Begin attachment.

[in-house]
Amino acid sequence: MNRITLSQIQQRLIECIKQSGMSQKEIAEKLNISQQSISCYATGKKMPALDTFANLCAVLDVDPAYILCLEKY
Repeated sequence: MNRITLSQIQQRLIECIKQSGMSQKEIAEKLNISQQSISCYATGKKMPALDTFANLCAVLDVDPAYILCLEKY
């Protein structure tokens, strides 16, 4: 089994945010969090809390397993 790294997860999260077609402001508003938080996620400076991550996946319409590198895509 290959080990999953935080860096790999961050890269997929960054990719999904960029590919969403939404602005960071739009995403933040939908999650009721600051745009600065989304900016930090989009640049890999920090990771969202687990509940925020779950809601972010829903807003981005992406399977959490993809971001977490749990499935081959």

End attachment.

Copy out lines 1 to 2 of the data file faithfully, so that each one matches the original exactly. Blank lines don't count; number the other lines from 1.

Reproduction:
[in-house]
Amino acid sequence: MNRITLSQIQQRLIECIKQSGMSQKEIAEKLNISQQSISCYATGKKMPALDTFANLCAVLDVDPAYILCLEKY